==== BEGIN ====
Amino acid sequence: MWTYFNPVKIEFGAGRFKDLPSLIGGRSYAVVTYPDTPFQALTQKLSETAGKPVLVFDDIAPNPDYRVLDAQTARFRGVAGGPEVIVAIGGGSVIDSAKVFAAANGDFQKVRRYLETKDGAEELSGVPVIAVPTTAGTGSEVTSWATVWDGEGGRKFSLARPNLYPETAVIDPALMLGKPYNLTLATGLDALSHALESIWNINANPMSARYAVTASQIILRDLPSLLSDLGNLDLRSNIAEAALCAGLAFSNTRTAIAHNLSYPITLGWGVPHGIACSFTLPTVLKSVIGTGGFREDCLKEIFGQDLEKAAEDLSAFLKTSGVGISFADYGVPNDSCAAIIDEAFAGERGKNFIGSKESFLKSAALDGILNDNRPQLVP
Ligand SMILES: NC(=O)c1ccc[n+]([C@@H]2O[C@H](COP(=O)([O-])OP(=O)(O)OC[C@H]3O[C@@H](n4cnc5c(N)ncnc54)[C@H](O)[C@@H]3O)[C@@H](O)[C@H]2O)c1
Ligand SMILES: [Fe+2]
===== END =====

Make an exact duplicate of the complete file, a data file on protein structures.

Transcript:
Amino acid sequence: MWTYFNPVKIEFGAGRFKDLPSLIGGRSYAVVTYPDTPFQALTQKLSETAGKPVLVFDDIAPNPDYRVLDAQTARFRGVAGGPEVIVAIGGGSVIDSAKVFAAANGDFQKVRRYLETKDGAEELSGVPVIAVPTTAGTGSEVTSWATVWDGEGGRKFSLARPNLYPETAVIDPALMLGKPYNLTLATGLDALSHALESIWNINANPMSARYAVTASQIILRDLPSLLSDLGNLDLRSNIAEAALCAGLAFSNTRTAIAHNLSYPITLGWGVPHGIACSFTLPTVLKSVIGTGGFREDCLKEIFGQDLEKAAEDLSAFLKTSGVGISFADYGVPNDSCAAIIDEAFAGERGKNFIGSKESFLKSAALDGILNDNRPQLVP
Ligand SMILES: NC(=O)c1ccc[n+]([C@@H]2O[C@H](COP(=O)([O-])OP(=O)(O)OC[C@H]3O[C@@H](n4cnc5c(N)ncnc54)[C@H](O)[C@@H]3O)[C@@H](O)[C@H]2O)c1
Ligand SMILES: [Fe+2]